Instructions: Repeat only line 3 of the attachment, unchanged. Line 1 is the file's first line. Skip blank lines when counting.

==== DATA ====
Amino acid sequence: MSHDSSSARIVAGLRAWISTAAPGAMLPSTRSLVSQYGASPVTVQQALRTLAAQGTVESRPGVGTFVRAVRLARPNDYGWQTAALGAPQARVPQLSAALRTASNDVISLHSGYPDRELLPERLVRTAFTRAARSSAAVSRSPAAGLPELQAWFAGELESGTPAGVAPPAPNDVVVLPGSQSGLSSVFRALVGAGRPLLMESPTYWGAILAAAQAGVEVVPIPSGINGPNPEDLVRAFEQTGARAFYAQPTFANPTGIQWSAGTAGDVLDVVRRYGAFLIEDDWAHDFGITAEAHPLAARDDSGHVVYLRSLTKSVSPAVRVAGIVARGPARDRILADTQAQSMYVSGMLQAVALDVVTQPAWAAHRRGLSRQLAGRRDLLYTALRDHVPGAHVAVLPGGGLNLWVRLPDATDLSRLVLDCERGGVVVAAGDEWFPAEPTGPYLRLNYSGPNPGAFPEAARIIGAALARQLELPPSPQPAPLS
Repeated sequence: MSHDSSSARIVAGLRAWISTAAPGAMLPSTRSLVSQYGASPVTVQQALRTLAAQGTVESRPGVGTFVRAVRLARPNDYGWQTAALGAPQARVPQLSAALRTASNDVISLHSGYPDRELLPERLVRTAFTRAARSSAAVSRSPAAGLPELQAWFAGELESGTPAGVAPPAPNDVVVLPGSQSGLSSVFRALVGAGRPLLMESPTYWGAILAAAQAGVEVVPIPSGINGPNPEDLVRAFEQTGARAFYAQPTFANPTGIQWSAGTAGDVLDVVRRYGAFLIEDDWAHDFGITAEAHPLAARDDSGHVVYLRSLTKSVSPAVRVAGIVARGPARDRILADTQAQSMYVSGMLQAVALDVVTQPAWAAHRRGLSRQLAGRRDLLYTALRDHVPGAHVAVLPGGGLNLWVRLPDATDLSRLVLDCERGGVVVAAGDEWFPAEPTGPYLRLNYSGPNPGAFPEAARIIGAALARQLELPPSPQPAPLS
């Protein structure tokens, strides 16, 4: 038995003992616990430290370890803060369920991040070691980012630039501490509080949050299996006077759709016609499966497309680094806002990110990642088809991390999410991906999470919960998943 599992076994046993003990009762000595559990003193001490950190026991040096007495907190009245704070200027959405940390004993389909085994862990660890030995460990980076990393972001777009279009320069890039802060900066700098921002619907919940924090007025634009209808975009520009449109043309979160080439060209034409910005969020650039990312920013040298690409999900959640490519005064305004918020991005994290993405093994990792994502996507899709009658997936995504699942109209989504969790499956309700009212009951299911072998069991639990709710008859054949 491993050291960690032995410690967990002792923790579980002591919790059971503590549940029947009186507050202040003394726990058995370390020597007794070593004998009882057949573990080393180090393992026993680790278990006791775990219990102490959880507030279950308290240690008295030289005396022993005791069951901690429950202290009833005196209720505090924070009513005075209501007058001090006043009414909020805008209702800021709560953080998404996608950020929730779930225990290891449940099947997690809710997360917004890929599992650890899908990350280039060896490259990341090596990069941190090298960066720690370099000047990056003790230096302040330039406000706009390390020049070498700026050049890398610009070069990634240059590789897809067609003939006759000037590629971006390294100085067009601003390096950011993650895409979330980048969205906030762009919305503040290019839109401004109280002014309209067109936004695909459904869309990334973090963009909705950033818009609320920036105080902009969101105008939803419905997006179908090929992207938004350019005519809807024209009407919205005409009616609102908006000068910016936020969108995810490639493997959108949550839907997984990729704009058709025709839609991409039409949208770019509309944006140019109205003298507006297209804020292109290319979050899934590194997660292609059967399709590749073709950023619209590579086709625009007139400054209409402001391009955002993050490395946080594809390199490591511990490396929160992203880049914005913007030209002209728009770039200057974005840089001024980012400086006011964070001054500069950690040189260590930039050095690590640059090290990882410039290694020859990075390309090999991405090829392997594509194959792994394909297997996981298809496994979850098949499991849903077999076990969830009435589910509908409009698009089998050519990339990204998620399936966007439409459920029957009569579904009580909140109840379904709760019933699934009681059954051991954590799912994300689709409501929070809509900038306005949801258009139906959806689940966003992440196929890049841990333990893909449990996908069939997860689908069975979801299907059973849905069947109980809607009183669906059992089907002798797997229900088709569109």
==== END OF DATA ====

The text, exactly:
């Protein structure tokens, strides 16, 4: 038995003992616990430290370890803060369920991040070691980012630039501490509080949050299996006077759709016609499966497309680094806002990110990642088809991390999410991906999470919960998943 599992076994046993003990009762000595559990003193001490950190026991040096007495907190009245704070200027959405940390004993389909085994862990660890030995460990980076990393972001777009279009320069890039802060900066700098921002619907919940924090007025634009209808975009520009449109043309979160080439060209034409910005969020650039990312920013040298690409999900959640490519005064305004918020991005994290993405093994990792994502996507899709009658997936995504699942109209989504969790499956309700009212009951299911072998069991639990709710008859054949 491993050291960690032995410690967990002792923790579980002591919790059971503590549940029947009186507050202040003394726990058995370390020597007794070593004998009882057949573990080393180090393992026993680790278990006791775990219990102490959880507030279950308290240690008295030289005396022993005791069951901690429950202290009833005196209720505090924070009513005075209501007058001090006043009414909020805008209702800021709560953080998404996608950020929730779930225990290891449940099947997690809710997360917004890929599992650890899908990350280039060896490259990341090596990069941190090298960066720690370099000047990056003790230096302040330039406000706009390390020049070498700026050049890398610009070069990634240059590789897809067609003939006759000037590629971006390294100085067009601003390096950011993650895409979330980048969205906030762009919305503040290019839109401004109280002014309209067109936004695909459904869309990334973090963009909705950033818009609320920036105080902009969101105008939803419905997006179908090929992207938004350019005519809807024209009407919205005409009616609102908006000068910016936020969108995810490639493997959108949550839907997984990729704009058709025709839609991409039409949208770019509309944006140019109205003298507006297209804020292109290319979050899934590194997660292609059967399709590749073709950023619209590579086709625009007139400054209409402001391009955002993050490395946080594809390199490591511990490396929160992203880049914005913007030209002209728009770039200057974005840089001024980012400086006011964070001054500069950690040189260590930039050095690590640059090290990882410039290694020859990075390309090999991405090829392997594509194959792994394909297997996981298809496994979850098949499991849903077999076990969830009435589910509908409009698009089998050519990339990204998620399936966007439409459920029957009569579904009580909140109840379904709760019933699934009681059954051991954590799912994300689709409501929070809509900038306005949801258009139906959806689940966003992440196929890049841990333990893909449990996908069939997860689908069975979801299907059973849905069947109980809607009183669906059992089907002798797997229900088709569109």